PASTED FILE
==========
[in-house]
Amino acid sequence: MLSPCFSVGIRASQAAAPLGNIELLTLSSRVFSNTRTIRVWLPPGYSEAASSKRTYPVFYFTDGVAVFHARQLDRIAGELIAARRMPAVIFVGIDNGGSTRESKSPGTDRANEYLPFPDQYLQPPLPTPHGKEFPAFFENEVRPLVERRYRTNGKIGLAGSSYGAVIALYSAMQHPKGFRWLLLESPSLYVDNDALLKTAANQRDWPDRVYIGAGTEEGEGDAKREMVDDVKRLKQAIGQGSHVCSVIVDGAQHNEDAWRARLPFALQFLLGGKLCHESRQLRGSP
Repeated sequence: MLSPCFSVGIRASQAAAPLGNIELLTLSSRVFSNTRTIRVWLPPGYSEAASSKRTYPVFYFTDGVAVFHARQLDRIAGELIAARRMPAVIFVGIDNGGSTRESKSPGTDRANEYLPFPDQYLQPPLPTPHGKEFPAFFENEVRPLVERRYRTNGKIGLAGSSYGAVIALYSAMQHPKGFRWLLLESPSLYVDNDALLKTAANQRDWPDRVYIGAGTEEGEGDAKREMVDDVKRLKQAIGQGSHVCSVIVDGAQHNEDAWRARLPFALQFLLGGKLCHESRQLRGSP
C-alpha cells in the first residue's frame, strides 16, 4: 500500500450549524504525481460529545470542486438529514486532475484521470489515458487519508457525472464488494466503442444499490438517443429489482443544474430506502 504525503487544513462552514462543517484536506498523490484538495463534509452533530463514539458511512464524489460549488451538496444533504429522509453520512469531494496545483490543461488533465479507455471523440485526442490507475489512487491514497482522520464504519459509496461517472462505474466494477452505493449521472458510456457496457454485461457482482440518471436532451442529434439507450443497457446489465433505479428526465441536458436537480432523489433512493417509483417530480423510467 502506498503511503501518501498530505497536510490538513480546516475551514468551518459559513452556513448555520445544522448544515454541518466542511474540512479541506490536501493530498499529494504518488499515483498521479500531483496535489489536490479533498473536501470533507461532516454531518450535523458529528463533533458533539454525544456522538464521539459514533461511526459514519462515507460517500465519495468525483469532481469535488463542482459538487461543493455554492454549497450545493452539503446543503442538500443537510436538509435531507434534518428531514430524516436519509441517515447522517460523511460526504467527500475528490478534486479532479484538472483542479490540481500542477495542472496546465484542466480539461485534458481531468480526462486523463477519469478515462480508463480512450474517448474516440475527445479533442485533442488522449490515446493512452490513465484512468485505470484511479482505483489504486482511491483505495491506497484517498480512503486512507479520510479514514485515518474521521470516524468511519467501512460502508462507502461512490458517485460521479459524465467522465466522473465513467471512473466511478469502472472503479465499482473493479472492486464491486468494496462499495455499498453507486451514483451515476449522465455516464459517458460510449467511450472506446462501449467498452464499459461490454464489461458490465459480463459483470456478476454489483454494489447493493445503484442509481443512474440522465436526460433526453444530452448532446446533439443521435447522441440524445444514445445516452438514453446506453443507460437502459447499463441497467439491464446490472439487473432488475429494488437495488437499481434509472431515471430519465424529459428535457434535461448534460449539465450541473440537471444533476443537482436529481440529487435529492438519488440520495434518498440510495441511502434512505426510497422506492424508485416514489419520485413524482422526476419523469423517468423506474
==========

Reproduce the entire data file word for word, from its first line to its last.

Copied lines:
[in-house]
Amino acid sequence: MLSPCFSVGIRASQAAAPLGNIELLTLSSRVFSNTRTIRVWLPPGYSEAASSKRTYPVFYFTDGVAVFHARQLDRIAGELIAARRMPAVIFVGIDNGGSTRESKSPGTDRANEYLPFPDQYLQPPLPTPHGKEFPAFFENEVRPLVERRYRTNGKIGLAGSSYGAVIALYSAMQHPKGFRWLLLESPSLYVDNDALLKTAANQRDWPDRVYIGAGTEEGEGDAKREMVDDVKRLKQAIGQGSHVCSVIVDGAQHNEDAWRARLPFALQFLLGGKLCHESRQLRGSP
Repeated sequence: MLSPCFSVGIRASQAAAPLGNIELLTLSSRVFSNTRTIRVWLPPGYSEAASSKRTYPVFYFTDGVAVFHARQLDRIAGELIAARRMPAVIFVGIDNGGSTRESKSPGTDRANEYLPFPDQYLQPPLPTPHGKEFPAFFENEVRPLVERRYRTNGKIGLAGSSYGAVIALYSAMQHPKGFRWLLLESPSLYVDNDALLKTAANQRDWPDRVYIGAGTEEGEGDAKREMVDDVKRLKQAIGQGSHVCSVIVDGAQHNEDAWRARLPFALQFLLGGKLCHESRQLRGSP
C-alpha cells in the first residue's frame, strides 16, 4: 500500500450549524504525481460529545470542486438529514486532475484521470489515458487519508457525472464488494466503442444499490438517443429489482443544474430506502 504525503487544513462552514462543517484536506498523490484538495463534509452533530463514539458511512464524489460549488451538496444533504429522509453520512469531494496545483490543461488533465479507455471523440485526442490507475489512487491514497482522520464504519459509496461517472462505474466494477452505493449521472458510456457496457454485461457482482440518471436532451442529434439507450443497457446489465433505479428526465441536458436537480432523489433512493417509483417530480423510467 502506498503511503501518501498530505497536510490538513480546516475551514468551518459559513452556513448555520445544522448544515454541518466542511474540512479541506490536501493530498499529494504518488499515483498521479500531483496535489489536490479533498473536501470533507461532516454531518450535523458529528463533533458533539454525544456522538464521539459514533461511526459514519462515507460517500465519495468525483469532481469535488463542482459538487461543493455554492454549497450545493452539503446543503442538500443537510436538509435531507434534518428531514430524516436519509441517515447522517460523511460526504467527500475528490478534486479532479484538472483542479490540481500542477495542472496546465484542466480539461485534458481531468480526462486523463477519469478515462480508463480512450474517448474516440475527445479533442485533442488522449490515446493512452490513465484512468485505470484511479482505483489504486482511491483505495491506497484517498480512503486512507479520510479514514485515518474521521470516524468511519467501512460502508462507502461512490458517485460521479459524465467522465466522473465513467471512473466511478469502472472503479465499482473493479472492486464491486468494496462499495455499498453507486451514483451515476449522465455516464459517458460510449467511450472506446462501449467498452464499459461490454464489461458490465459480463459483470456478476454489483454494489447493493445503484442509481443512474440522465436526460433526453444530452448532446446533439443521435447522441440524445444514445445516452438514453446506453443507460437502459447499463441497467439491464446490472439487473432488475429494488437495488437499481434509472431515471430519465424529459428535457434535461448534460449539465450541473440537471444533476443537482436529481440529487435529492438519488440520495434518498440510495441511502434512505426510497422506492424508485416514489419520485413524482422526476419523469423517468423506474